Immigration Law Faces Resident Backlash

El Dorado County residents packed Tuesday’s Board of Supervisors meeting to speak out against Senate Bill 54, known as California’s “sanctuary state” law.

Passed last October, SB 54 prohibits state and local law enforcement from reporting criminals to federal immigration authorities, unless the criminal has been convicted of a serious crime. The list of the legislation’s relevant offenses is lengthy, but includes felonies like rape, kidnapping, stalking, various forms of abuse, possession of an unlawful weapon, felony-status DUI and involvement in drug trafficking.

The bill requires the state Attorney General’s office to create model policies by Oct. 1, limiting the extent to which public facilities like schools, hospitals, libraries and courthouses can aid immigration authorities. It also subjects law enforcement agencies to annual reports of how many immigrants they send to federal authorities.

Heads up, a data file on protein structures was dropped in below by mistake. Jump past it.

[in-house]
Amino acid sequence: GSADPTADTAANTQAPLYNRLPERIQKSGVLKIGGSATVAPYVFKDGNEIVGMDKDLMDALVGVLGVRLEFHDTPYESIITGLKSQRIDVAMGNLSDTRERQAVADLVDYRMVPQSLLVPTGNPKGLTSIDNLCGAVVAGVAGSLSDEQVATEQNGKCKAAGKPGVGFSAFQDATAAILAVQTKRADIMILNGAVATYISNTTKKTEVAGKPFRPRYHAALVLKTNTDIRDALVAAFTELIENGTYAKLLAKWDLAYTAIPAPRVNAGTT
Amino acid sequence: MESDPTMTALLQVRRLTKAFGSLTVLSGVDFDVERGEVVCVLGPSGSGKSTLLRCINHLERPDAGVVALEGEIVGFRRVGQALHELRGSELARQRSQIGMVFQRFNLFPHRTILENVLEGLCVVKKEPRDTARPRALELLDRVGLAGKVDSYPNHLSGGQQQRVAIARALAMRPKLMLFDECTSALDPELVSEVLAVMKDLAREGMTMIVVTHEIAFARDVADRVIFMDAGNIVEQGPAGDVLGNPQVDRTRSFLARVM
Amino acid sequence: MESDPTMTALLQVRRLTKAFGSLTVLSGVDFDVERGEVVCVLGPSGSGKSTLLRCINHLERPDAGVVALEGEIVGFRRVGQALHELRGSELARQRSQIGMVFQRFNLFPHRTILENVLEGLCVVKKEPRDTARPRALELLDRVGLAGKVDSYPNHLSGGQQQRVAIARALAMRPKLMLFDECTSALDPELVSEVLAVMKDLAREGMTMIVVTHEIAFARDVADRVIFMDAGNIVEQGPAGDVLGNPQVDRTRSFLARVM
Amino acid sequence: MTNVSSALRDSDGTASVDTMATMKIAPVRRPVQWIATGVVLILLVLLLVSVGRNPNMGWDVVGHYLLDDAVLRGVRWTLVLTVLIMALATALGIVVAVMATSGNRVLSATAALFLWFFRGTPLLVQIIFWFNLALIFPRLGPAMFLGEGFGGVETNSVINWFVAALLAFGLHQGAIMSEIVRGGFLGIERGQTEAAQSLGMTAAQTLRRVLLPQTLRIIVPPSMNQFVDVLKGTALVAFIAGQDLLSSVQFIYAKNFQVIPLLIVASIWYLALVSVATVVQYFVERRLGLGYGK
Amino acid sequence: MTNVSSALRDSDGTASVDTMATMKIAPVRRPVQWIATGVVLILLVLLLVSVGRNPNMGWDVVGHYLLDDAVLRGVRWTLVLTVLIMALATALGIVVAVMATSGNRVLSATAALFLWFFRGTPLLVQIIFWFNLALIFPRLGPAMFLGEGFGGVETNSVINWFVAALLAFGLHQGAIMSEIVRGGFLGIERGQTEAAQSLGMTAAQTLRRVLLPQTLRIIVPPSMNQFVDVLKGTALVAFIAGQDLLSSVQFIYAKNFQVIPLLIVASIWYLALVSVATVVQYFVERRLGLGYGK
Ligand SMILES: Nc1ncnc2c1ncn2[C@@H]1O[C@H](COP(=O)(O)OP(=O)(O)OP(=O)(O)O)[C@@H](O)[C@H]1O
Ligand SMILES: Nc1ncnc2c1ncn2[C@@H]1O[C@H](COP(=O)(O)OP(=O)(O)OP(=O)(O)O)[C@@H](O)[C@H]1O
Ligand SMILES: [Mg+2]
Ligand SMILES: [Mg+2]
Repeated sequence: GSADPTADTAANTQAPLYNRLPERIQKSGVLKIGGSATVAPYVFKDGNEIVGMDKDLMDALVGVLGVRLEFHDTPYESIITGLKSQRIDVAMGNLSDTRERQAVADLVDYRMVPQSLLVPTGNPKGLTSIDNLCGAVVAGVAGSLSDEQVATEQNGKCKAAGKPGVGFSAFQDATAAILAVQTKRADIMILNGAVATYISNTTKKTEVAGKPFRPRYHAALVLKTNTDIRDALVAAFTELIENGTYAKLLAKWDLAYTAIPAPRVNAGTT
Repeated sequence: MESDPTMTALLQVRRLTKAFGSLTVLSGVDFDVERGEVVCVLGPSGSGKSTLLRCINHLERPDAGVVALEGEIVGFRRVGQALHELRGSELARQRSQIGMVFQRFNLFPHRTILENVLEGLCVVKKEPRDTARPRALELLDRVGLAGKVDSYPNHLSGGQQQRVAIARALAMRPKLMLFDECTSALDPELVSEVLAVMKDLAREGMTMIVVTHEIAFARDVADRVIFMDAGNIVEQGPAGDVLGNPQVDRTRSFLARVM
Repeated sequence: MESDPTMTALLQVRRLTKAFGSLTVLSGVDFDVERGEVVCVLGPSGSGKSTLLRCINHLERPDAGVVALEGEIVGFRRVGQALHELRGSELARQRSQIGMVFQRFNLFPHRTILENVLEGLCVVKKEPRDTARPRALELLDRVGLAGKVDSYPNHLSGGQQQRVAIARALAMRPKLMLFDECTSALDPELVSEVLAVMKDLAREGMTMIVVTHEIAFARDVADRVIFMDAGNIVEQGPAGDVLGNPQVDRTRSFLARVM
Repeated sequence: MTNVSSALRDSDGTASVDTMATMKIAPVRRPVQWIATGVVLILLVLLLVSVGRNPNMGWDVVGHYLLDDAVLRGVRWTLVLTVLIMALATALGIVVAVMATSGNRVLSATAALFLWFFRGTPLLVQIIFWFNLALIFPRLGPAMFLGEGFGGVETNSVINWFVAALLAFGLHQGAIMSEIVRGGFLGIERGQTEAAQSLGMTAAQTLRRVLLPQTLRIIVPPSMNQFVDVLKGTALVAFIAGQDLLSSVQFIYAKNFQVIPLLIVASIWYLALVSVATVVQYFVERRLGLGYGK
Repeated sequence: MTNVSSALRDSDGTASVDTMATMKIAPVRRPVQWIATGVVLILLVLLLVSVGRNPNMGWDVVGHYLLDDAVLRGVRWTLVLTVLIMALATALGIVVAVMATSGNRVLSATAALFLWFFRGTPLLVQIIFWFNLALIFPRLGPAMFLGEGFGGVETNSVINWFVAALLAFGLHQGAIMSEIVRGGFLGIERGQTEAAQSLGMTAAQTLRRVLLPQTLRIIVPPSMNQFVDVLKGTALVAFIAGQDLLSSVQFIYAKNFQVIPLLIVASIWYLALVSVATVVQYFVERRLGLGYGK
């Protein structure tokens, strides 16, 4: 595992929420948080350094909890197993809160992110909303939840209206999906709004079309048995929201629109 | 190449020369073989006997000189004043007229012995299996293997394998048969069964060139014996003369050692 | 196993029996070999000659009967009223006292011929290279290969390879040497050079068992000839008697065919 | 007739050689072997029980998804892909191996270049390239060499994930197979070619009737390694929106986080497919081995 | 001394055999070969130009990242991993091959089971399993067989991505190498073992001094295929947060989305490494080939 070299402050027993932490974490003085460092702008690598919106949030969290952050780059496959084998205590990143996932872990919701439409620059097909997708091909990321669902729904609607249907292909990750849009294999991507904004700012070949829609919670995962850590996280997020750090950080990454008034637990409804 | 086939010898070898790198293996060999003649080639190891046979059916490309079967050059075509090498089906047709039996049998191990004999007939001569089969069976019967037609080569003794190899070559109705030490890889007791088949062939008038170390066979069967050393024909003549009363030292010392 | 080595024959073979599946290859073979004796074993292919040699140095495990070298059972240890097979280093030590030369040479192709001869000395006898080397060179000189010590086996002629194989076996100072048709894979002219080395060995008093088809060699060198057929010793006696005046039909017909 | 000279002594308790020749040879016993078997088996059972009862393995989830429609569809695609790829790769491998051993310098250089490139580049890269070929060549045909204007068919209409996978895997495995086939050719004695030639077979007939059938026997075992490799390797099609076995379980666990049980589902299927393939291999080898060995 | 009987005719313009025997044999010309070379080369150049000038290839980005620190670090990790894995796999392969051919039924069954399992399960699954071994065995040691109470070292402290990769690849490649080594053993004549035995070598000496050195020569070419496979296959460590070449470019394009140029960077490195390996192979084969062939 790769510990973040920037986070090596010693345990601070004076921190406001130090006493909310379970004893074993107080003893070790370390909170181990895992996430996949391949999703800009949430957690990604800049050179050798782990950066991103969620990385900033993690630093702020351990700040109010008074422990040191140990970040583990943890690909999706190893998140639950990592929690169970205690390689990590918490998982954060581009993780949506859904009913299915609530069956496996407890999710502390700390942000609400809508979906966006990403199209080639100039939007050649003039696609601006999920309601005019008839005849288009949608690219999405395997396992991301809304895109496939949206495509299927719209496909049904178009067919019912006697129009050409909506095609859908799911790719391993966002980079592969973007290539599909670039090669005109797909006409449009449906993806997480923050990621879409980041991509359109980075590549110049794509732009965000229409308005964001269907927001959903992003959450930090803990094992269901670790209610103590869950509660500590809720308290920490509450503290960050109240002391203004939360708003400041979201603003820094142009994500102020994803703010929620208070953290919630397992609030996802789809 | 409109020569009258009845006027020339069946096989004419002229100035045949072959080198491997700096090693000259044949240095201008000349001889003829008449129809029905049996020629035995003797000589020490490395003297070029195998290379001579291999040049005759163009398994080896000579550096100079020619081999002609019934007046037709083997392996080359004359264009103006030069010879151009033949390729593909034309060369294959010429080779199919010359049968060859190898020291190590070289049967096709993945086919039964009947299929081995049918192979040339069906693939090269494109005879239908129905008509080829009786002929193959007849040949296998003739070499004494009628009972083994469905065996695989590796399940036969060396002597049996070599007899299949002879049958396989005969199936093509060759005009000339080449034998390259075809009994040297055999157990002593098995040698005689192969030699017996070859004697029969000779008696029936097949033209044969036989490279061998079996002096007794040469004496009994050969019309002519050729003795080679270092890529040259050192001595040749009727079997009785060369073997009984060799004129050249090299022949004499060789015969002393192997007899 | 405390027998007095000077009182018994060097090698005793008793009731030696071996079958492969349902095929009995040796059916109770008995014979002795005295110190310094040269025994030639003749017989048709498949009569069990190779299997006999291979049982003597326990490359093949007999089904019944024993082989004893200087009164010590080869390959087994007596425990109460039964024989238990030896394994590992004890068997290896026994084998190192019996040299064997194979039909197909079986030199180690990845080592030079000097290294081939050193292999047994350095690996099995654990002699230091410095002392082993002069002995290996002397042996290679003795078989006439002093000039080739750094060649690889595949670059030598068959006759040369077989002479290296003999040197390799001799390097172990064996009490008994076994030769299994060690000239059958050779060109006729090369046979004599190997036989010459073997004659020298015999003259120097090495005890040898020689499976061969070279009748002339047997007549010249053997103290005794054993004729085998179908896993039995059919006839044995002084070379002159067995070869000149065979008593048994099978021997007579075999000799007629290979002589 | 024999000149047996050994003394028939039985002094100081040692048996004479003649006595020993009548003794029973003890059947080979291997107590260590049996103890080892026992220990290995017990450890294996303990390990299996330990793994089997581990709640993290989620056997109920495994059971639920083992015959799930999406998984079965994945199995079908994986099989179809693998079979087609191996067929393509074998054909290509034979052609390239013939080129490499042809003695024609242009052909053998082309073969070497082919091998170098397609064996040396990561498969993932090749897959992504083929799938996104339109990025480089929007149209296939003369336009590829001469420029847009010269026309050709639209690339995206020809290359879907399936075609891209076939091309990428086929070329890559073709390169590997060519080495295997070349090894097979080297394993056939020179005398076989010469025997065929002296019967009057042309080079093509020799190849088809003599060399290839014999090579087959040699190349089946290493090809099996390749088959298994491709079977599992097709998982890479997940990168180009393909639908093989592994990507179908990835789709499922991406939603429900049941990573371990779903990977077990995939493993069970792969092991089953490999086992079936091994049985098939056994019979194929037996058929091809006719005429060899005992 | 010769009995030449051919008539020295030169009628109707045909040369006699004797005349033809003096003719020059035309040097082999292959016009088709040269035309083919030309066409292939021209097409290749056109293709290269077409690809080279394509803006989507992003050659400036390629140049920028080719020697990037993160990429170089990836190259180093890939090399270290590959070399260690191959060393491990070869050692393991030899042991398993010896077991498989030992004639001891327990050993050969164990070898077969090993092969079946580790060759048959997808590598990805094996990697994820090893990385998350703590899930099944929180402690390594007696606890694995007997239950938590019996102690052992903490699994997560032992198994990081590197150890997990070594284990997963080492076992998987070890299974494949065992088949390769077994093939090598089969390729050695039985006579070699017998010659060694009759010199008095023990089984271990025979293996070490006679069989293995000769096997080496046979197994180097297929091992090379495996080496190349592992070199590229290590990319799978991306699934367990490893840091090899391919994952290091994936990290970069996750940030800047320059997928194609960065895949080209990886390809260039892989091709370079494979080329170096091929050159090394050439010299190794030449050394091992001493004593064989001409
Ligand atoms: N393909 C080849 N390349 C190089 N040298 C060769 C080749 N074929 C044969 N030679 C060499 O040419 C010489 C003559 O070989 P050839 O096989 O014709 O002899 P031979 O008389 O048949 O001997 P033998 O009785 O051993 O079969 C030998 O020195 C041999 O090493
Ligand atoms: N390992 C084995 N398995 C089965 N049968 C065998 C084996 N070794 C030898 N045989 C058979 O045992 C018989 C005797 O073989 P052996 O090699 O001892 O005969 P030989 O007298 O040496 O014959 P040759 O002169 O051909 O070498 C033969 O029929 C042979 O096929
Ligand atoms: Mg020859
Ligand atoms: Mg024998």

Last year Tehama and Siskiyou counties approved measures opposing the bill, while the Orange County city of Los Alamitos made national news late last month after opting out of the law. On Monday the city of Huntington Beach voted to sue the state over the law, according to the Orange County Register.

Bringing the debate closer to home, several El Dorado County residents took to the mic Tuesday while more than 100 watched, jammed into chambers that were standing-room-only. Supervisors received a letter from Rep. Tom McClintock formally opposing the bill, though the letter was not read aloud during the meeting.

County Sheriff John D’Agostini said the bill concerns him and that his department does not seek out people who are in the U.S. illegally. They do not conduct immigration sweeps, he said, and “this has nothing to do with the agriculture communities.”

“When we have someone here illegally in this country and it comes to [our] attention…due to criminal activity, we absolutely do need to cooperate with our federal counterparts,” D’Agostini said. “That’s what SB 54 stops.”

Frank Merritt, vice chair of the county’s Republican Central Committee, echoed D’Agostini’s distinction between criminal immigrants and “normal immigrants trying to make a living.”

By Mackenzie Myers for MOUNTAIN DEMOCRATS
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